How to expose a legacy API (with a legacy authentication system) using Azure API Management policies

My GitHub repo shows you how to call a custom “token” API endpoint programmatically as part of an Azure API Management policy for a different operation.

In this example, the custom API has a “token” endpoint that is required to call the actual API endpoint. This token endpoint requires some query parameters and returns a custom “token” in the body of the call. This custom token is then passed as the bearer token to the actual API endpoint.

We can use Azure API Management policies to call the custom “token” endpoint before allowing the call to reach the actual API endpoint. We will also force Azure AD authentication to the API call by validating the JWT token before allowing the call to continue.


Azure API Management policies

We need a few API Management policies to do all of the operations we need before the request reaches the actual API endpoint. These can be found in the /infra/api-management.bicep file.


First, we want to ensure all requests have a valid AAD JWT token before they can then call the API endpoint. We need to validate that they token came from my AAD tenant & that the audience is for the correct backend AAD service principal.

<validate-jwt header-name="Authorization" failed-validation-httpcode="401" failed-validation-error-message="Unauthorized. Access token is missing or invalid.">
    <openid-config url="" />


Next, we need to store the query parameters that were passed by the initial API call so we can use them later.

<set-variable name="key" value="@(context.Request.Url.Query["key"].First())" />
<set-variable name="secret" value="@(context.Request.Url.Query["secret"].First())" />
<set-variable name="client" value="@(context.Request.Url.Query["client"].First())" />
<set-variable name="duration" value="@(context.Request.Url.Query["duration"].First())" />


Next, we are going to send a request to the custom “token” endpoint. We need to pass the query parameters that were set in the previous step.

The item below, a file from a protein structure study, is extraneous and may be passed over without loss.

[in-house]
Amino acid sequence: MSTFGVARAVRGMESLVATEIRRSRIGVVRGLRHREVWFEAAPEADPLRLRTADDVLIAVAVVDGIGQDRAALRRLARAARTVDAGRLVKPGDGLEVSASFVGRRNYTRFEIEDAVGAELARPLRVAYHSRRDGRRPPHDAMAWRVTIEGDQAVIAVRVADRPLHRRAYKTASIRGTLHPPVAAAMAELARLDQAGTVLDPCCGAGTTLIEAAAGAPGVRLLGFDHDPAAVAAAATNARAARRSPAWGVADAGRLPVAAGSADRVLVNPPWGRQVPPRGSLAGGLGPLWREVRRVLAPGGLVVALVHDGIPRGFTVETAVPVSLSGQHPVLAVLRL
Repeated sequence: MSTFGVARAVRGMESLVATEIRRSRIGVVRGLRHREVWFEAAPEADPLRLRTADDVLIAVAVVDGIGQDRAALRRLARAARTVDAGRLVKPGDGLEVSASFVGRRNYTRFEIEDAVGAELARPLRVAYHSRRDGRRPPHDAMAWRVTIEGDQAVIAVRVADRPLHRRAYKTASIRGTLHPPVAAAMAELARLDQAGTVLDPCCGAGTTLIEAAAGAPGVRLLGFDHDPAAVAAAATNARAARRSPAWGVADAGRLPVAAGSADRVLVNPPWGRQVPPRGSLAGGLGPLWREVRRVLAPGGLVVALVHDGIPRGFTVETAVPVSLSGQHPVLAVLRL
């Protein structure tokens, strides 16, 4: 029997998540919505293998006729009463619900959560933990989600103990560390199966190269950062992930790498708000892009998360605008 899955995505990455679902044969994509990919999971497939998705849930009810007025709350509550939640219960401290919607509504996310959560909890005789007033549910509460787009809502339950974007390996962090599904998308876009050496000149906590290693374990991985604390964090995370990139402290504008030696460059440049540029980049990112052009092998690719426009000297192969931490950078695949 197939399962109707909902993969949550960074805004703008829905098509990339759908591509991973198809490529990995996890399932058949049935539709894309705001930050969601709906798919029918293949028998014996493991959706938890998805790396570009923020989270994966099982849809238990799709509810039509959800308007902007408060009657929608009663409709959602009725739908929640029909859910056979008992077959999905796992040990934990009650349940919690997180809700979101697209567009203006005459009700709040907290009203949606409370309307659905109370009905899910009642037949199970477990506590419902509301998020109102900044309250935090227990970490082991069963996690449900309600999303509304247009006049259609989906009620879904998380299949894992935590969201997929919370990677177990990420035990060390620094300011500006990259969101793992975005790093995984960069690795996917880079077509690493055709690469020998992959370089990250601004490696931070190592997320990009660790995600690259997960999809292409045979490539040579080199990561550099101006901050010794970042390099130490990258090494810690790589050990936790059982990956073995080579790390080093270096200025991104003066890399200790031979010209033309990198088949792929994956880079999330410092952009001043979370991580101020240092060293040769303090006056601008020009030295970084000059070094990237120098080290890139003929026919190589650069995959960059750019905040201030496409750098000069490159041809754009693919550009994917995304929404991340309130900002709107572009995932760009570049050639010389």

<send-request mode="new" response-variable-name="accessToken" timeout="20" ignore-error="true">

Note that the result of the custom “token” endpoint call is a JSON object that is stored in the accessToken variable.

  "Success": true,
  "Data": {
    "Token": "eyJLZXkiOiJhc2RmIiwiU2VjcmV0IjoiMTIzNCIsIlRva2VuU2VjcmV0IjoiYWJjMTIzIn0="
  "Errors": []

Obviously, there is nothing super secret in this “token” that we are returning. It contains the same query parameters & a secret value that will be checked by the backend API.


Now that we have the custom “token” in the accessToken variable, we need to set the bearer token as the query parameter for the actual API call.

<set-header name="Authorization" exists-action="override">
    <value>@($"Bearer {((IResponse)context.Variables["accessToken"]).Body.As<JObject>(preserveContent: true)["Data"]["Token"]}")</value>


Finally, we can clear the key & secret query parameters & use the client & duration query parameters in our final call the the actual API endpoint.

<set-query-parameter name="key" exists-action="delete" />
<set-query-parameter name="secret" exists-action="delete" />
<set-query-parameter name="client" exists-action="override">
<set-query-parameter name="duration" exists-action="override">


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